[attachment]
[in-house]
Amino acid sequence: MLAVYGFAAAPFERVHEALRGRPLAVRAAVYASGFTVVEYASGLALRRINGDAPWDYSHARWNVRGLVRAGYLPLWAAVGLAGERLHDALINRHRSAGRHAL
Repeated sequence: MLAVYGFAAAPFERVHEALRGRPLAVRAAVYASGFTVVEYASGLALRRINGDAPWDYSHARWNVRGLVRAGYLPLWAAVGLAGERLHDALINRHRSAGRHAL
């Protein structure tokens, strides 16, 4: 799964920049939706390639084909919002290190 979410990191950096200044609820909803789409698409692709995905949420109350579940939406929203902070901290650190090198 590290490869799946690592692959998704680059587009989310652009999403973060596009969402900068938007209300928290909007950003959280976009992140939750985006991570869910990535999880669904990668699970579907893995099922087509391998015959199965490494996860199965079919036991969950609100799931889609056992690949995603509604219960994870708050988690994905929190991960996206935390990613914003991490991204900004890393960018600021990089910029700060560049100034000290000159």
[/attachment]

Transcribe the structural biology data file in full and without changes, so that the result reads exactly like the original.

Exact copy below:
[in-house]
Amino acid sequence: MLAVYGFAAAPFERVHEALRGRPLAVRAAVYASGFTVVEYASGLALRRINGDAPWDYSHARWNVRGLVRAGYLPLWAAVGLAGERLHDALINRHRSAGRHAL
Repeated sequence: MLAVYGFAAAPFERVHEALRGRPLAVRAAVYASGFTVVEYASGLALRRINGDAPWDYSHARWNVRGLVRAGYLPLWAAVGLAGERLHDALINRHRSAGRHAL
């Protein structure tokens, strides 16, 4: 799964920049939706390639084909919002290190 979410990191950096200044609820909803789409698409692709995905949420109350579940939406929203902070901290650190090198 590290490869799946690592692959998704680059587009989310652009999403973060596009969402900068938007209300928290909007950003959280976009992140939750985006991570869910990535999880669904990668699970579907893995099922087509391998015959199965490494996860199965079919036991969950609100799931889609056992690949995603509604219960994870708050988690994905929190991960996206935390990613914003991490991204900004890393960018600021990089910029700060560049100034000290000159």